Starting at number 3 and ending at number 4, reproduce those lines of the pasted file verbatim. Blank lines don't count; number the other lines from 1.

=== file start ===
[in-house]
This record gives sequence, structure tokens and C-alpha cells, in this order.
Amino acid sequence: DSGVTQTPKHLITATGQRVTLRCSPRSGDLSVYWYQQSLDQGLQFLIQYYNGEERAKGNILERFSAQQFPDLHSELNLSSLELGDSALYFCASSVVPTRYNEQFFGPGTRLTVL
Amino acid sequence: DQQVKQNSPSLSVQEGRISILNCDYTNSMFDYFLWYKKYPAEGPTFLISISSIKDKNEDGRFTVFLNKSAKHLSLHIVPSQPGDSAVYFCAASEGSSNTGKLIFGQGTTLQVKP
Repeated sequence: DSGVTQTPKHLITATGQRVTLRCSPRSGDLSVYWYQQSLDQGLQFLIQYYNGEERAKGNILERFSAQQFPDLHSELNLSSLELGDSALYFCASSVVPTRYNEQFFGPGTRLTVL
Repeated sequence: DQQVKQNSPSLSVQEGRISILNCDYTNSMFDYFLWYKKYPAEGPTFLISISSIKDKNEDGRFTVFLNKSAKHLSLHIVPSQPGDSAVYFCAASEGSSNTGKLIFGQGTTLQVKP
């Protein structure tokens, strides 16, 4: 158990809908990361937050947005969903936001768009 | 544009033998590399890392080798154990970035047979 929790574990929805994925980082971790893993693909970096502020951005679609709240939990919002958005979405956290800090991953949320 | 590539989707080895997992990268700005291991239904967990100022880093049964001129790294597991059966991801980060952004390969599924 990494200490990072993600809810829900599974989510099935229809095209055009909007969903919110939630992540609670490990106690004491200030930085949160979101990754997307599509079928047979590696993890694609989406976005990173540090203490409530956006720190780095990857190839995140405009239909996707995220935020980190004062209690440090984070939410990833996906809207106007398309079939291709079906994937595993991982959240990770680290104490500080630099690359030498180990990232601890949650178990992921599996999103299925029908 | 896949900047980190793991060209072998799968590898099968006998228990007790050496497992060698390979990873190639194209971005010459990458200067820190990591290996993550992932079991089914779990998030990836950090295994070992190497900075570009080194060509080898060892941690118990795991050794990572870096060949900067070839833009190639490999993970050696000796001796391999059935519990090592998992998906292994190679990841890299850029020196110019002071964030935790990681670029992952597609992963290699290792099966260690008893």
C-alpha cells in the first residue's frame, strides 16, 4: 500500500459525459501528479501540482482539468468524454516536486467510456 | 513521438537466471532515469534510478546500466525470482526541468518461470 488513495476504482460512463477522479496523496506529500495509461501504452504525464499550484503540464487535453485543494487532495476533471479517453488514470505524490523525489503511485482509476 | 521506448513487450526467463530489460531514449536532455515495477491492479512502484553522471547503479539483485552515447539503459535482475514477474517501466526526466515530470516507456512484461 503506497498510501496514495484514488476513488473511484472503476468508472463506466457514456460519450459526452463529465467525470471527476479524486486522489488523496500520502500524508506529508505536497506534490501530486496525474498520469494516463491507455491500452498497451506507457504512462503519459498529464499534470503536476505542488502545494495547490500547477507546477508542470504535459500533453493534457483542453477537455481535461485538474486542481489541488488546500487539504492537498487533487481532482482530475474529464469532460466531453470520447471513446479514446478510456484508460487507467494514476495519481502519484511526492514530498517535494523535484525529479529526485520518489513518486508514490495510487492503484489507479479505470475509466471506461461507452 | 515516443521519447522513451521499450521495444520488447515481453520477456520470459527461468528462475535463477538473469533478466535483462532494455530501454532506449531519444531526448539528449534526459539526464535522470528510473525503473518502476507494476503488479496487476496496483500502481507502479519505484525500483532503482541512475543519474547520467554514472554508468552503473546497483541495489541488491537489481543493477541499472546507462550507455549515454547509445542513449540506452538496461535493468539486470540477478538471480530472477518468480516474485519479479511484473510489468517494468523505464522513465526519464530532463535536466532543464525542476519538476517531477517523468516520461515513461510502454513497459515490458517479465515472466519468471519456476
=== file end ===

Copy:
Amino acid sequence: DSGVTQTPKHLITATGQRVTLRCSPRSGDLSVYWYQQSLDQGLQFLIQYYNGEERAKGNILERFSAQQFPDLHSELNLSSLELGDSALYFCASSVVPTRYNEQFFGPGTRLTVL
Amino acid sequence: DQQVKQNSPSLSVQEGRISILNCDYTNSMFDYFLWYKKYPAEGPTFLISISSIKDKNEDGRFTVFLNKSAKHLSLHIVPSQPGDSAVYFCAASEGSSNTGKLIFGQGTTLQVKP